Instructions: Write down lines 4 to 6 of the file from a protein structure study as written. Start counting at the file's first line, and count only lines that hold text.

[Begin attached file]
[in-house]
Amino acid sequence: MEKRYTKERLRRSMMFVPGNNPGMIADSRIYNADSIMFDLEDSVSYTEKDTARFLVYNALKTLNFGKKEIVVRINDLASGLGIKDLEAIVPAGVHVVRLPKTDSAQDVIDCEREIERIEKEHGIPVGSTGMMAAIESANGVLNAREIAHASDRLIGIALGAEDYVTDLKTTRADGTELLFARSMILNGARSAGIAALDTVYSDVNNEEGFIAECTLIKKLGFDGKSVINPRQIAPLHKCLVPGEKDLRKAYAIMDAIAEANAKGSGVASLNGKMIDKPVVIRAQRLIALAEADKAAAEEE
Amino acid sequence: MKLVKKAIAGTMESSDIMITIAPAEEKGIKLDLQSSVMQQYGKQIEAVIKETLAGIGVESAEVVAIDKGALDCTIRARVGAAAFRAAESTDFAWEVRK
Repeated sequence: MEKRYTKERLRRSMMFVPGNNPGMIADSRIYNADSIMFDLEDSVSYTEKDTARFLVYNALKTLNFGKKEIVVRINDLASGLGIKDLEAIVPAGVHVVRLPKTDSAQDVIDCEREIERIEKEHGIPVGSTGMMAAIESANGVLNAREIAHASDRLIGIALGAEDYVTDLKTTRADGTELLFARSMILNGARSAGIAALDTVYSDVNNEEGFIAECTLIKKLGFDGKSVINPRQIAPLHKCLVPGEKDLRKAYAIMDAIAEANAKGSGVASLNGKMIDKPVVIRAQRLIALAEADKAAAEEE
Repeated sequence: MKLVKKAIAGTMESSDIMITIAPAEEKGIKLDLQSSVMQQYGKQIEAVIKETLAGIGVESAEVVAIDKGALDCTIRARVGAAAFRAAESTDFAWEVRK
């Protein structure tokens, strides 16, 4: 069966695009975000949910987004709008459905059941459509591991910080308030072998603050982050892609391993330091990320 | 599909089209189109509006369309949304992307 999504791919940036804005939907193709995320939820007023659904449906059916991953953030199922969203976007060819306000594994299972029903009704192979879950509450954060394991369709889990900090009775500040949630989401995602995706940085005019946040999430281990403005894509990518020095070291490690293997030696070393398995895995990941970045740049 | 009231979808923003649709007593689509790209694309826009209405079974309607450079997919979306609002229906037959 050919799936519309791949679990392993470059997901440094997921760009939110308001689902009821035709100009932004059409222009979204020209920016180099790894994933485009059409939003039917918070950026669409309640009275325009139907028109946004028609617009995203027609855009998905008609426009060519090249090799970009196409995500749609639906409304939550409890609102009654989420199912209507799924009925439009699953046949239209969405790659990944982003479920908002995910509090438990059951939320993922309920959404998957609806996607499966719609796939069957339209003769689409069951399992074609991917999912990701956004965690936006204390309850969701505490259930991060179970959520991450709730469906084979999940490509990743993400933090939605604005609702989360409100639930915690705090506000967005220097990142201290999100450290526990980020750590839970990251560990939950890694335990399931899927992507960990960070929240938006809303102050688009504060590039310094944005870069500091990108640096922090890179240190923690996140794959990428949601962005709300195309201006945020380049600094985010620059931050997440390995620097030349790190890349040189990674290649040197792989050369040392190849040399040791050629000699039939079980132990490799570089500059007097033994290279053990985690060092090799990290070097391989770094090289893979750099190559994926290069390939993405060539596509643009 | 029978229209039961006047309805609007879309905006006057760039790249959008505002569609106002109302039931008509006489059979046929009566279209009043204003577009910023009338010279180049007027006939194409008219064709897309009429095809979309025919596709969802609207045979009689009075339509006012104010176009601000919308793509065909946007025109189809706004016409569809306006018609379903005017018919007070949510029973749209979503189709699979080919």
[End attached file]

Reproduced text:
Repeated sequence: MEKRYTKERLRRSMMFVPGNNPGMIADSRIYNADSIMFDLEDSVSYTEKDTARFLVYNALKTLNFGKKEIVVRINDLASGLGIKDLEAIVPAGVHVVRLPKTDSAQDVIDCEREIERIEKEHGIPVGSTGMMAAIESANGVLNAREIAHASDRLIGIALGAEDYVTDLKTTRADGTELLFARSMILNGARSAGIAALDTVYSDVNNEEGFIAECTLIKKLGFDGKSVINPRQIAPLHKCLVPGEKDLRKAYAIMDAIAEANAKGSGVASLNGKMIDKPVVIRAQRLIALAEADKAAAEEE
Repeated sequence: MKLVKKAIAGTMESSDIMITIAPAEEKGIKLDLQSSVMQQYGKQIEAVIKETLAGIGVESAEVVAIDKGALDCTIRARVGAAAFRAAESTDFAWEVRK
């Protein structure tokens, strides 16, 4: 069966695009975000949910987004709008459905059941459509591991910080308030072998603050982050892609391993330091990320 | 599909089209189109509006369309949304992307 999504791919940036804005939907193709995320939820007023659904449906059916991953953030199922969203976007060819306000594994299972029903009704192979879950509450954060394991369709889990900090009775500040949630989401995602995706940085005019946040999430281990403005894509990518020095070291490690293997030696070393398995895995990941970045740049 | 009231979808923003649709007593689509790209694309826009209405079974309607450079997919979306609002229906037959 050919799936519309791949679990392993470059997901440094997921760009939110308001689902009821035709100009932004059409222009979204020209920016180099790894994933485009059409939003039917918070950026669409309640009275325009139907028109946004028609617009995203027609855009998905008609426009060519090249090799970009196409995500749609639906409304939550409890609102009654989420199912209507799924009925439009699953046949239209969405790659990944982003479920908002995910509090438990059951939320993922309920959404998957609806996607499966719609796939069957339209003769689409069951399992074609991917999912990701956004965690936006204390309850969701505490259930991060179970959520991450709730469906084979999940490509990743993400933090939605604005609702989360409100639930915690705090506000967005220097990142201290999100450290526990980020750590839970990251560990939950890694335990399931899927992507960990960070929240938006809303102050688009504060590039310094944005870069500091990108640096922090890179240190923690996140794959990428949601962005709300195309201006945020380049600094985010620059931050997440390995620097030349790190890349040189990674290649040197792989050369040392190849040399040791050629000699039939079980132990490799570089500059007097033994290279053990985690060092090799990290070097391989770094090289893979750099190559994926290069390939993405060539596509643009 | 029978229209039961006047309805609007879309905006006057760039790249959008505002569609106002109302039931008509006489059979046929009566279209009043204003577009910023009338010279180049007027006939194409008219064709897309009429095809979309025919596709969802609207045979009689009075339509006012104010176009601000919308793509065909946007025109189809706004016409569809306006018609379903005017018919007070949510029973749209979503189709699979080919």